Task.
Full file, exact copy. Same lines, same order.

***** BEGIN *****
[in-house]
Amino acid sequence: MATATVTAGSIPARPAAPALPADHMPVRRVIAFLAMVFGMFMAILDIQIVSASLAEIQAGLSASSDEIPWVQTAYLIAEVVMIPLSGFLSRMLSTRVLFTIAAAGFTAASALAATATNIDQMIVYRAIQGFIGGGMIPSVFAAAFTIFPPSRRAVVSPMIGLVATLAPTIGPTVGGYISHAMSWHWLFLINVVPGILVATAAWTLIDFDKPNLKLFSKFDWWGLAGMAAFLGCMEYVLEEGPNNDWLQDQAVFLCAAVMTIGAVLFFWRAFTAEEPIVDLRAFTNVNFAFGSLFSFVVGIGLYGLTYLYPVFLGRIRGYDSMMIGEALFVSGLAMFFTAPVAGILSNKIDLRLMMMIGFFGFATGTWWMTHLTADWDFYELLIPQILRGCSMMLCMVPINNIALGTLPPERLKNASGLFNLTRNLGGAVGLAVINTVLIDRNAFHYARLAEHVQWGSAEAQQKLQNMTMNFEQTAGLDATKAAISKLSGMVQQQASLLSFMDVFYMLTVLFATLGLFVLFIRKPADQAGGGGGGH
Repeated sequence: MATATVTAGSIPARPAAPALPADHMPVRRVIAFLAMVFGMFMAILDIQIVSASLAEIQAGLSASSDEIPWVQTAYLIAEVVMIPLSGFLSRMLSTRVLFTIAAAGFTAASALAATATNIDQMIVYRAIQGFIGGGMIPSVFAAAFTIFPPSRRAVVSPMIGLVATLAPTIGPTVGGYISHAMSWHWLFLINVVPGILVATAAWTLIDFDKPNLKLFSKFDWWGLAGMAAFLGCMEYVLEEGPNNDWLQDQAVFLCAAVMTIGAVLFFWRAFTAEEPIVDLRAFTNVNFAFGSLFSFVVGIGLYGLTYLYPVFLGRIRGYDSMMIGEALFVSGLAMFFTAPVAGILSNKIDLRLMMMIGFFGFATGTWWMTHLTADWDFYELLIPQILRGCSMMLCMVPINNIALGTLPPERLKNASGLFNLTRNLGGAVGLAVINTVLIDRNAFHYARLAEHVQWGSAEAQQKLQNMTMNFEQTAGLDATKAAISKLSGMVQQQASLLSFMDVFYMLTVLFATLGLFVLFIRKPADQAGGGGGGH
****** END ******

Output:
[in-house]
Amino acid sequence: MATATVTAGSIPARPAAPALPADHMPVRRVIAFLAMVFGMFMAILDIQIVSASLAEIQAGLSASSDEIPWVQTAYLIAEVVMIPLSGFLSRMLSTRVLFTIAAAGFTAASALAATATNIDQMIVYRAIQGFIGGGMIPSVFAAAFTIFPPSRRAVVSPMIGLVATLAPTIGPTVGGYISHAMSWHWLFLINVVPGILVATAAWTLIDFDKPNLKLFSKFDWWGLAGMAAFLGCMEYVLEEGPNNDWLQDQAVFLCAAVMTIGAVLFFWRAFTAEEPIVDLRAFTNVNFAFGSLFSFVVGIGLYGLTYLYPVFLGRIRGYDSMMIGEALFVSGLAMFFTAPVAGILSNKIDLRLMMMIGFFGFATGTWWMTHLTADWDFYELLIPQILRGCSMMLCMVPINNIALGTLPPERLKNASGLFNLTRNLGGAVGLAVINTVLIDRNAFHYARLAEHVQWGSAEAQQKLQNMTMNFEQTAGLDATKAAISKLSGMVQQQASLLSFMDVFYMLTVLFATLGLFVLFIRKPADQAGGGGGGH
Repeated sequence: MATATVTAGSIPARPAAPALPADHMPVRRVIAFLAMVFGMFMAILDIQIVSASLAEIQAGLSASSDEIPWVQTAYLIAEVVMIPLSGFLSRMLSTRVLFTIAAAGFTAASALAATATNIDQMIVYRAIQGFIGGGMIPSVFAAAFTIFPPSRRAVVSPMIGLVATLAPTIGPTVGGYISHAMSWHWLFLINVVPGILVATAAWTLIDFDKPNLKLFSKFDWWGLAGMAAFLGCMEYVLEEGPNNDWLQDQAVFLCAAVMTIGAVLFFWRAFTAEEPIVDLRAFTNVNFAFGSLFSFVVGIGLYGLTYLYPVFLGRIRGYDSMMIGEALFVSGLAMFFTAPVAGILSNKIDLRLMMMIGFFGFATGTWWMTHLTADWDFYELLIPQILRGCSMMLCMVPINNIALGTLPPERLKNASGLFNLTRNLGGAVGLAVINTVLIDRNAFHYARLAEHVQWGSAEAQQKLQNMTMNFEQTAGLDATKAAISKLSGMVQQQASLLSFMDVFYMLTVLFATLGLFVLFIRKPADQAGGGGGGH